· 2 min read · News

Google searches of 'signs of burnout' increase by over 200%

Published:

There has been a 221% spike in searches for signs of burnout in the last three months, according to Google search data.

With winter approaching, when metal health concerns typically surge, health and wellbeing company Westfield Health has urged HR to turn its attention to the issue.

Excessive stress is one of the key predictors of burnout, according to a study of over 500 UK companies by Vape Club, which found almost half of UK employees (47%) experienced excessive stress at work in the last year.


Burnout risks in the workplace:

Younger workers feel empowered to make changes in their workplace

Employees want more empathetic leaders, new Facebook research finds

HR in post-COVID burnout

Workers face ongoing burnout risk


The issue is having a significant impact on retention: one in eight have considered leaving their job due to work-related stress, and one in ten have quit their job.

Symptoms of excessive stress include an inability to sleep (reported by 41%), physical health impacts (30%), and withdrawing from social interactions and relationships (26%).

Richard Holmes, director of wellbeing at Westfield Health, said: “Burnout is a state of emotional, physical and mental exhaustion caused by excessive and prolonged stress.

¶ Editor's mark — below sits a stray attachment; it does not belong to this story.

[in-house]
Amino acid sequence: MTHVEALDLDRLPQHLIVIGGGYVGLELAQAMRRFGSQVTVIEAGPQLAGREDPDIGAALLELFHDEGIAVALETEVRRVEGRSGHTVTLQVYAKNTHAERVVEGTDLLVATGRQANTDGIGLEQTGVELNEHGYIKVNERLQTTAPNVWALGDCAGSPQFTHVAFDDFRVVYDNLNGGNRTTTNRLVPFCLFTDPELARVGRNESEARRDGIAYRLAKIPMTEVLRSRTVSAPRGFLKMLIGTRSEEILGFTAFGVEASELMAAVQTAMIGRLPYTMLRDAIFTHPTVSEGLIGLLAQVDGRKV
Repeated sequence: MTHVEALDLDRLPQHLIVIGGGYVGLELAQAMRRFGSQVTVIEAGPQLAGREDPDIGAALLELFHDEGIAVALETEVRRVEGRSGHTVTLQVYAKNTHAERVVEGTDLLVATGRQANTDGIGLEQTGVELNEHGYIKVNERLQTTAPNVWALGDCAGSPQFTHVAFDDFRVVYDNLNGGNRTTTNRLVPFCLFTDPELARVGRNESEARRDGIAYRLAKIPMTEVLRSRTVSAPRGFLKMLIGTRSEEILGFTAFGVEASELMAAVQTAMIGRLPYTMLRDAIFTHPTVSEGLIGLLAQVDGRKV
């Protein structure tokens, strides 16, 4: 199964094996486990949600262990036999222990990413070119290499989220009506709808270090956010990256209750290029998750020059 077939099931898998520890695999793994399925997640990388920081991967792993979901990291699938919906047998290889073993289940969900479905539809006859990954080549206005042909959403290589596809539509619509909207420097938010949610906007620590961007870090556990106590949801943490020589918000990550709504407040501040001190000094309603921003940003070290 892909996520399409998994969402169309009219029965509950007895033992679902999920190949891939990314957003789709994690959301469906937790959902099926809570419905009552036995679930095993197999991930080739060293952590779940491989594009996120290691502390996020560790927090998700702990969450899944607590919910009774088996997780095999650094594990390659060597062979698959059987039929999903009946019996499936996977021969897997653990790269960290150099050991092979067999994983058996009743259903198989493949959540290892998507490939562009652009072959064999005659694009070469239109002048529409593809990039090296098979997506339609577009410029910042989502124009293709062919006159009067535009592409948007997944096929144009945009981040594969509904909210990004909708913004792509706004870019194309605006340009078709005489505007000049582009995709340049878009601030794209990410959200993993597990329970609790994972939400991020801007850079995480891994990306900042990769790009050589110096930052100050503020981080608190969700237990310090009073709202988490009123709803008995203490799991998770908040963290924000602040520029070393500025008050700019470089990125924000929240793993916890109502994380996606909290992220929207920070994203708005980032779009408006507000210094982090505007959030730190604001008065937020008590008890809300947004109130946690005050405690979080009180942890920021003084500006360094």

“Pressure at work is usually the main culprit and when budgets are tight and teams are small, people often find themselves with multiple roles and heavy workloads, piling on the stress.”

 

What can HR team do to tackle excessive stress?

Life coach Claire Brown said companies should encourage employees to prioritise their health and wellbeing above productivity.

She said: “Companies should look to encourage employees to have input into the organisation of tasks, duties, and priorities and be invited to engage at every possible level in devising an in-house stress management policy.

As always, communication is key. It’s important for employers to be fair and realistic about what is possible and to seek opportunities to provide practical support to help team members manage their workload.”

A quarter (26%) of employees reported the greatest cause of excessive stress in their job was unmanageable workload.

This was followed by financial concerns, with 24% saying their stress comes from inadequate pay as they struggled to keep up with bills.

Holmes recommended HR step in to try and prevent burnout before it becomes a larger issue in organisations.

He added: “Policies like turning off email servers outside of working hours helps ring-fence valuable recovery time. Mental health first aid training can also help managers spot the signs or triggers and put preventions in place.”

Leadership also plays a significant role in employee stress - yet almost a fifth (18%) of employees said their management was poor or lacking, and 17% said they did not feel support from their company.